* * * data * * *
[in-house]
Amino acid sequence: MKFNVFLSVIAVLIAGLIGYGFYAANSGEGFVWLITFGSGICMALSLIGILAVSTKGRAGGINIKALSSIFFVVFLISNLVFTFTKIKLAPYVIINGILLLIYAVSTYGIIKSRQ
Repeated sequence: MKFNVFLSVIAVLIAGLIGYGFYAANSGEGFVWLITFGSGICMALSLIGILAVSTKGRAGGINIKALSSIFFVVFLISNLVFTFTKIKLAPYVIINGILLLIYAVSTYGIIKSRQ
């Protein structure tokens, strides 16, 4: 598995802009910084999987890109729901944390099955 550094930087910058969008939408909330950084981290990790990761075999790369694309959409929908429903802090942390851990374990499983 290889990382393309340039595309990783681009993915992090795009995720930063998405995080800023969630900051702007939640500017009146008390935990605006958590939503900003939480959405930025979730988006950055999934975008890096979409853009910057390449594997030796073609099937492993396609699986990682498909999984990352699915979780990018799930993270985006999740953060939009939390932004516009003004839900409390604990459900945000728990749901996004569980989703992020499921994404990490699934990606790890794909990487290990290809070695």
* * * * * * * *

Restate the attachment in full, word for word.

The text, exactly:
[in-house]
Amino acid sequence: MKFNVFLSVIAVLIAGLIGYGFYAANSGEGFVWLITFGSGICMALSLIGILAVSTKGRAGGINIKALSSIFFVVFLISNLVFTFTKIKLAPYVIINGILLLIYAVSTYGIIKSRQ
Repeated sequence: MKFNVFLSVIAVLIAGLIGYGFYAANSGEGFVWLITFGSGICMALSLIGILAVSTKGRAGGINIKALSSIFFVVFLISNLVFTFTKIKLAPYVIINGILLLIYAVSTYGIIKSRQ
């Protein structure tokens, strides 16, 4: 598995802009910084999987890109729901944390099955 550094930087910058969008939408909330950084981290990790990761075999790369694309959409929908429903802090942390851990374990499983 290889990382393309340039595309990783681009993915992090795009995720930063998405995080800023969630900051702007939640500017009146008390935990605006958590939503900003939480959405930025979730988006950055999934975008890096979409853009910057390449594997030796073609099937492993396609699986990682498909999984990352699915979780990018799930993270985006999740953060939009939390932004516009003004839900409390604990459900945000728990749901996004569980989703992020499921994404990490699934990606790890794909990487290990290809070695």